when the cops were loitering in the church lot, we would hop to a different spot. another holy house. we’d sesh by the soccer nets, behind the community garden, almost a vacation from our normal lives. it’s been six years since i toked at a temple, and lately God has been begging me for an offering. who knew they were such a stoner?

The Sins of the Father Drive the Child Mad

Judas is amused. Despite his preconceived notions and public appearances, God could put on quite a scene. He’s well aware he’s the only one finding any joy in what’s currently playing out in the centre of the room—blame it on dark humour, his twisted soul, or whatever else you want. Judas is certain that, years from now, others will join him in chuckling when reminiscing about today’s events.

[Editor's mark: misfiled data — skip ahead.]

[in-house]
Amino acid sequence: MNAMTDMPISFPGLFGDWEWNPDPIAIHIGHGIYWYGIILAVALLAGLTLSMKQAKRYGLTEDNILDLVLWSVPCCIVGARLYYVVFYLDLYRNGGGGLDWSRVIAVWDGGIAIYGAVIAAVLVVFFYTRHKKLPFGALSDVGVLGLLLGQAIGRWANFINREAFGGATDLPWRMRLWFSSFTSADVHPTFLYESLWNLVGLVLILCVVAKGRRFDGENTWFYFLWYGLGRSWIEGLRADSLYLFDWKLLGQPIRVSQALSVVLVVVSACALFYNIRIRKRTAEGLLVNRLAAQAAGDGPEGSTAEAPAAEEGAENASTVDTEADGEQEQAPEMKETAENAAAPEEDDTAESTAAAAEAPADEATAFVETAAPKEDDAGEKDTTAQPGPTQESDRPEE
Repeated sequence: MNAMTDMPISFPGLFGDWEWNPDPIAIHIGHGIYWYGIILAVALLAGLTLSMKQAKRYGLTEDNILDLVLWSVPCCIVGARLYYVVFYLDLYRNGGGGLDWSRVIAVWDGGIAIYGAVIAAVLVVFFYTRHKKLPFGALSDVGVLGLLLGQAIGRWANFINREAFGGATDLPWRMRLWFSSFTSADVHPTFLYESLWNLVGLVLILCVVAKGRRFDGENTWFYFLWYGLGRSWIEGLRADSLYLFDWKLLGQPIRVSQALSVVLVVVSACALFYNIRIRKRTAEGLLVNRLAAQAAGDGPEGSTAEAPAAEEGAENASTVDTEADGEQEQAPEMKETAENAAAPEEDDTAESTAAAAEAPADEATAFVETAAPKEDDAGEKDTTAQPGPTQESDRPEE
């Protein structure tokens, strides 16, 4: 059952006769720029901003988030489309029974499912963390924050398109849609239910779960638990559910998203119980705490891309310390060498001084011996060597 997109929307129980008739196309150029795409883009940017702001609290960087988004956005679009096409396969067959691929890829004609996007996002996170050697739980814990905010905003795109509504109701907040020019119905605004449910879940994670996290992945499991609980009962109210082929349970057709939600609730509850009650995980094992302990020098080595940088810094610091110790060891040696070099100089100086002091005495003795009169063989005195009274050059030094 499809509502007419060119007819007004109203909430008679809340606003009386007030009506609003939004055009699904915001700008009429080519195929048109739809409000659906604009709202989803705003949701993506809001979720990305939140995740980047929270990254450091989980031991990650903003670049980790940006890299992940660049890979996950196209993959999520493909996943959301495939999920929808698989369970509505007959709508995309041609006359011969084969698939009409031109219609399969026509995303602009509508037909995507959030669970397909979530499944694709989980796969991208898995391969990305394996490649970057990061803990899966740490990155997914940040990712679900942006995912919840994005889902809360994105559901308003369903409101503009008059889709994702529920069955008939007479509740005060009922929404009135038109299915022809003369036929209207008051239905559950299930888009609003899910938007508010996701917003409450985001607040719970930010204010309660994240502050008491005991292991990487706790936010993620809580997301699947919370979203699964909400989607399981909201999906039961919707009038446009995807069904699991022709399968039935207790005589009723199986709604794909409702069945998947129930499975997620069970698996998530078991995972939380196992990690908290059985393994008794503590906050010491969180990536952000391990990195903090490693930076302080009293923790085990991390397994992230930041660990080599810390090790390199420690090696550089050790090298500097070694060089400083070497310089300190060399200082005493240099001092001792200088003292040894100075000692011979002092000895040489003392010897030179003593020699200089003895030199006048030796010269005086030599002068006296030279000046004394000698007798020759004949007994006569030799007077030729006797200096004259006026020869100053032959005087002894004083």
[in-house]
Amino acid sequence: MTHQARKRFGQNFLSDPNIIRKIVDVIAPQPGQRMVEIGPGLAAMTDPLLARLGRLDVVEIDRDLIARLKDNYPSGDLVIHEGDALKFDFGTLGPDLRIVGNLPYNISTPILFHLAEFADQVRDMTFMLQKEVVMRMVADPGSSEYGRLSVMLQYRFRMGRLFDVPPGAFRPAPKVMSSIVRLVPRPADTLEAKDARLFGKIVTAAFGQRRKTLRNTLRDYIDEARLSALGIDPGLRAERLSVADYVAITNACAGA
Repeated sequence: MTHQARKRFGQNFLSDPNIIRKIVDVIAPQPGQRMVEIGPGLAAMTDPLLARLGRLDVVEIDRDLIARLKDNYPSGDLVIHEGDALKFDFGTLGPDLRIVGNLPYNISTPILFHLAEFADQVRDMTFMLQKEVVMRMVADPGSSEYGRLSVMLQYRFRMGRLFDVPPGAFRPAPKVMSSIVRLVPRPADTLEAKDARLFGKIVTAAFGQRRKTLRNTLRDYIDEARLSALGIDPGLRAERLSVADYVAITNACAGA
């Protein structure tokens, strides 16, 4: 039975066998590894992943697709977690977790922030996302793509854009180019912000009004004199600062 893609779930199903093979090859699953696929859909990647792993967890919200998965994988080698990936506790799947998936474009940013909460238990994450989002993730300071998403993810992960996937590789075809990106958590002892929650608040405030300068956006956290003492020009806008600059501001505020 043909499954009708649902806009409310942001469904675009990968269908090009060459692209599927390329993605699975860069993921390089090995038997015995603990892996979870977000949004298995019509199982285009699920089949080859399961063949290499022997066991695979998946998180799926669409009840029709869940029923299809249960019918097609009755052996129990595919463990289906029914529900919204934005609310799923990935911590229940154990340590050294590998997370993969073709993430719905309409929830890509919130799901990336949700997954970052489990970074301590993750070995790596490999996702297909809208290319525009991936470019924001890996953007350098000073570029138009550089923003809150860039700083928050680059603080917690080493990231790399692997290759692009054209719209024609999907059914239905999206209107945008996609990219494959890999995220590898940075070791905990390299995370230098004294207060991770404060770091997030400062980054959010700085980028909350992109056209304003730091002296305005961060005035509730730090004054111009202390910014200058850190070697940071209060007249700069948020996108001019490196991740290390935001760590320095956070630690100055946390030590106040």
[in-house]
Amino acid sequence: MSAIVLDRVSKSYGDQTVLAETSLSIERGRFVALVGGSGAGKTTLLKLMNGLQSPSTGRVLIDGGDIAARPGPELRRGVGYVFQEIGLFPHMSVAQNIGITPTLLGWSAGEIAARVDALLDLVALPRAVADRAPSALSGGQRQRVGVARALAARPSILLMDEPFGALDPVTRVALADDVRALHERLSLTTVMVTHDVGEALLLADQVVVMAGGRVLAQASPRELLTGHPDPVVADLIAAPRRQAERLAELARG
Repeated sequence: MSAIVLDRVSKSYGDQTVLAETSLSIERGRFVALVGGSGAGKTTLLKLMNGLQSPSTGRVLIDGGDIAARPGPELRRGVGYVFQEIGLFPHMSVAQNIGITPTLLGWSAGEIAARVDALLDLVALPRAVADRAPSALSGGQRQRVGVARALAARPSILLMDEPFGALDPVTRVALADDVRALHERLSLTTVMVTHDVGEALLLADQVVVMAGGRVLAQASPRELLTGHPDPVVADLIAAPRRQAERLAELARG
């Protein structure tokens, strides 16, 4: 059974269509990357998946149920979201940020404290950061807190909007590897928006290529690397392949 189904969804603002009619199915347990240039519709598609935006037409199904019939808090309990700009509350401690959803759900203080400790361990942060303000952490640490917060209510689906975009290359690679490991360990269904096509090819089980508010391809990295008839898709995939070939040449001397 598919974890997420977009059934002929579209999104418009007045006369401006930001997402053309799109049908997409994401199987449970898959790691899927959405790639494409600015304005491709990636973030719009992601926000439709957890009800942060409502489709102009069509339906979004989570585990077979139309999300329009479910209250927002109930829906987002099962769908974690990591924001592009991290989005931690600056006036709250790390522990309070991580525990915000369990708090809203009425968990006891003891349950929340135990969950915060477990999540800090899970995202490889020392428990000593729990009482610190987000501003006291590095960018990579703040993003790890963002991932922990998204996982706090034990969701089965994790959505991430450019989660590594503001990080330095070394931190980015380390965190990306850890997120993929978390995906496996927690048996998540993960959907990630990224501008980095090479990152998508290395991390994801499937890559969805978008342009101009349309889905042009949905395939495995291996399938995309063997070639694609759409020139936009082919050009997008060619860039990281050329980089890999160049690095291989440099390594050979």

Judas is also slightly frustrated. For the first time in the past century, for the first time since he started this job, he understands why some beings described God as “ethereal”. A spike on Their mace drags across the ground, momentarily separating the muted red that spreads across the floor. As They walk, the many eyes of the angels clinging to the wall flinch every time God’s bare feet squelch on the ground. Judas thinks this is part of what makes Them beautiful in this moment: Their disregard for the disgusting sounds ringing around the room, the blood seeping into the bottom of Their dress, Their sleek black hair swinging slightly as they walk, and the faint sweat glistening on Their forehead.

One of the angels on Their left flinches with her whole body as God nears, and They slow to a stop in front of her.